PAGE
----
The mobile industry seems to be trying its best to understand and establish the validity of Small Cell market forecasts. These vary in terms of timescale, size and technology. Further confusion arises by mixing the terms Femtocells and Small Cells.
We consider some of the reasons for the confusion and look at one way to clarify progress and map out the right road to follow.
Reasons for confusion
Uncertainty and disbelief of Small Cell forecasts arises for reasons including (but not limited to):
- The scope of the term Small Cells is used by some only to mean outdoor/Urban types rather than including indoor/Enterprise or Residential
- The early huge forecasts for residential Femtocells (90 million by 2014 etc.) are often quoted alongside descriptions of LTE Urban Small Cell deployments
- DAS, Remote Radio Head and even some standalone Wi-Fi vendors are branding their solutions as "Small Cell"
- Where Femtocells were initially expected to have low RF output power, say below 1W, we are now seeing picocells and microcells with up to 10W capability being included in scope.
- Potential revenues from the Small Cell industry can be much wider than just the products themselves, especially for outdoor public access use.
There are no shortage of customer surveys published on the topic, but as Peter Jarich points out, these can vary widely in terms of quality and relevance. So rather than simply asking "is this the year of the Small Cell?", perhaps a set of more targeted questions might elicit a more useful response.
Describing a pathway to follow
One way to establish how far down the road the industry has progressed is to map out more clearly the steps that are taken.
Mike Lawton of Keysight Technologies (formerly a part of Agilent) made an excellent presentation at a recent Cambridge Wireless Small Cell event. This included spelling out a four step progression from lab to live deployment.
1> Wireless Law: Where engineers consume lots of coffee while creating new standards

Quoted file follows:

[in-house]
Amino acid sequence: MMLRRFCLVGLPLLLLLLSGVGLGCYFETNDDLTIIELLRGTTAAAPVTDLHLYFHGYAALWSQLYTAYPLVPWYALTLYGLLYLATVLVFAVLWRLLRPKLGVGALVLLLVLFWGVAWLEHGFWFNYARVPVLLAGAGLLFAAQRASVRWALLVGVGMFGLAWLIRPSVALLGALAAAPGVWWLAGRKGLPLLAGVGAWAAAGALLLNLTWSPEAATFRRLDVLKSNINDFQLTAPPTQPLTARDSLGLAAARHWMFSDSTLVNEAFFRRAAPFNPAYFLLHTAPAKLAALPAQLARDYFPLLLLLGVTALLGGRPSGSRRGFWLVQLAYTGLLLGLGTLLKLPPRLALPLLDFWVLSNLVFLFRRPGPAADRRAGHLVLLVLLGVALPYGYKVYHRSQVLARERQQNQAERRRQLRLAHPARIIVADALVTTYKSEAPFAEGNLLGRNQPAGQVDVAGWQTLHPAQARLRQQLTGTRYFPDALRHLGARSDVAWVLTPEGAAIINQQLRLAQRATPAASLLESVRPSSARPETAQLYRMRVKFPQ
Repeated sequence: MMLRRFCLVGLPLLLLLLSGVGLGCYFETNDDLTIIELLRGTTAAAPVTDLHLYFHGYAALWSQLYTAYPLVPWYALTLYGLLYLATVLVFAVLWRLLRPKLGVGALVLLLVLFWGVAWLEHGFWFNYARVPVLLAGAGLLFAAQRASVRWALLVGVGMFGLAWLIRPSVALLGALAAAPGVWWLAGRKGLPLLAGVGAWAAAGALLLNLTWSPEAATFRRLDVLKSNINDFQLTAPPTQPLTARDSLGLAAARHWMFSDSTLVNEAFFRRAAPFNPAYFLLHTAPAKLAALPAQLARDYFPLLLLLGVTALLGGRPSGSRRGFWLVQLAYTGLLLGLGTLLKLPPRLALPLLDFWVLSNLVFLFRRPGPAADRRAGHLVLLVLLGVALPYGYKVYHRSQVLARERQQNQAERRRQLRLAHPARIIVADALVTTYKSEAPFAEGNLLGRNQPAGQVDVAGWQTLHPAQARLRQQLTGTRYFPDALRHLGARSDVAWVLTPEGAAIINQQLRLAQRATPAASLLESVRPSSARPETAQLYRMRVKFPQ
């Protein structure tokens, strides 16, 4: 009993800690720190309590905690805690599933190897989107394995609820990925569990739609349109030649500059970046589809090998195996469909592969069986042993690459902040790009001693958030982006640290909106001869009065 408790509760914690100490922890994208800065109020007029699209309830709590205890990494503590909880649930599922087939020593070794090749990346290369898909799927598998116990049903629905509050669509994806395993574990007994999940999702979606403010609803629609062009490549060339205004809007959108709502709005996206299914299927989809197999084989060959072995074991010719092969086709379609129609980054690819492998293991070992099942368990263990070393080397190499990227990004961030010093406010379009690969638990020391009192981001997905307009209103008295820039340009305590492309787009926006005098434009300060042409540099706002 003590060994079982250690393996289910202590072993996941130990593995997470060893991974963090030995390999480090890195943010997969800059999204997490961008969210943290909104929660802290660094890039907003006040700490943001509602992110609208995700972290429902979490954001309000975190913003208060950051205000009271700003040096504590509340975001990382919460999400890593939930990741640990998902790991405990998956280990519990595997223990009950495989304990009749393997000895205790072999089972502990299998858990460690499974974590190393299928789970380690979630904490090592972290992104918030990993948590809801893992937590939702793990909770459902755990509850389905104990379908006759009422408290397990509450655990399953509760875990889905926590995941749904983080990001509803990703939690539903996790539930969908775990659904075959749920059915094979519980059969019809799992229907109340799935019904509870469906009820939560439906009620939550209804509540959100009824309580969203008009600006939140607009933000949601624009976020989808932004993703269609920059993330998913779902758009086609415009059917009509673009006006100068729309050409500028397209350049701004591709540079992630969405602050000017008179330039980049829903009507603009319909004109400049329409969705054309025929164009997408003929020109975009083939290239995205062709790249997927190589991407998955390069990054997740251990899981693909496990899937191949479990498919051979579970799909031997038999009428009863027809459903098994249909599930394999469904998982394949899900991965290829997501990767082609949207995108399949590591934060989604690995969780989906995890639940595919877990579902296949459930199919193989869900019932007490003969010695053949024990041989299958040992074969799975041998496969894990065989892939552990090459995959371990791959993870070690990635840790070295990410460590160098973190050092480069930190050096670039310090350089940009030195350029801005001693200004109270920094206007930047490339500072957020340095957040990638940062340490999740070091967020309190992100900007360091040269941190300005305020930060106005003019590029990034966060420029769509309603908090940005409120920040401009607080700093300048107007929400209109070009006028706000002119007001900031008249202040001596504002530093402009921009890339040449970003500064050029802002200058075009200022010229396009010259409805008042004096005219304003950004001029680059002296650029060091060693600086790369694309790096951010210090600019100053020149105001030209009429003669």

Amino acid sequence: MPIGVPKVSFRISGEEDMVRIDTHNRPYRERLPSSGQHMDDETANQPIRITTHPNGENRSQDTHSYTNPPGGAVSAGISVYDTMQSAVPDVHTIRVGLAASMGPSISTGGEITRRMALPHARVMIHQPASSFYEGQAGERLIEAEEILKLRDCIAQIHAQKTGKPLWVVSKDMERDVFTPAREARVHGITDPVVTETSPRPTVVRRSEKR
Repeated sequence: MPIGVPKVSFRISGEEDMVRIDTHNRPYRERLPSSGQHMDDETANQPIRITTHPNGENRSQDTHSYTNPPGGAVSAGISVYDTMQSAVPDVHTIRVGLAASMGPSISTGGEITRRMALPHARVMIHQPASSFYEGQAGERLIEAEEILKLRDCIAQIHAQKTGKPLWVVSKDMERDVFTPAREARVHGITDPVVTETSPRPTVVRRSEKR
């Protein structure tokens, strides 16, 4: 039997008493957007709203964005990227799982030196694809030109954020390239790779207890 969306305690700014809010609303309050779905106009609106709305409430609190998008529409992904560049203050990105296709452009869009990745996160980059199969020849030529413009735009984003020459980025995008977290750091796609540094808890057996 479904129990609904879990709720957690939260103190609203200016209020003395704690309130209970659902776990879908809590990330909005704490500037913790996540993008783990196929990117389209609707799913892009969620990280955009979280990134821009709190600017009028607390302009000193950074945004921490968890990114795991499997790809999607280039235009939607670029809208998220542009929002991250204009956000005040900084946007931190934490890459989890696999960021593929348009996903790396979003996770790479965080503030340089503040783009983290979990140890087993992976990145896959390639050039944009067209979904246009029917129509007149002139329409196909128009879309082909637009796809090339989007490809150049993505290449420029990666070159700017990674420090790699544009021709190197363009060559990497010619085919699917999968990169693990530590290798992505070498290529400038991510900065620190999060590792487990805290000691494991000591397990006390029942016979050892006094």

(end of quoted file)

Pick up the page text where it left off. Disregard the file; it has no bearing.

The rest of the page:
2> Regulatory Law: Where devices are put on trial in the test houses to prove their conformance
3> Physics Law: Where electromagnetic laws determine if it actually works
4> Commercial Law: Where the market determines if anyone actually buys it
Applying the roadmap to the latest LTE Advanced features
Mike spoke about some of the advanced network features designed for HetNets using LTE Small Cells, such as eICIC (enhanced Intercell Interference Co-ordination), ABS (Almost Blank Subframes) and CRE (Cell Range Extension).
These require capabilities within the smartphones to work closely with network equipment, and it is these devices that are rigorously tested in conformance test labs to ensure they comply and won't disrupt the network.
His view was that these LTE-Advanced features are currently around the end of Stage 2 above, i.e. just finishing proving their conformance in the test labs and would be moving out into Field Trials later this year and commercial deployment during 2015.
The test labs that certify smartphones and similar devices use procedures developed by the PTCRB (North American operators) and GCF (Global Certification Forum). I understand that the PTCRB has published RFT 116 which describes the certification procedures for ICIC for LTE but the GCF does not yet have a work item on the topic.
Some parts of the world may be moving more quickly
That's not to say that there are places in the world which could be a bit further ahead. South Korean operators KT, SKT and LG+ are all rushing to roll out LTE-Advanced services. For example, SKT announced plans to deploy eICIC during 2014 having already gone live with other LTE Advanced features. I expect that Japanese operators may not be far behind, and we may see a flurry of announcements from around the world over the next 12 months.
Let's not forget the commercial products already available
Of course 3G Small Cells are not just commercially available but widely deployed by many operators, especially for residential and enterprise use.
LTE Small Cells are also commercially deployed, again more commonly indoors to date and perhaps not using the full array of LTE Advanced standards features described above.
But comparing progress against a staged roadmap such as this can help visualise and validate how far along the development path towards full commercial deployment each type of Small Cell use case has reached to date.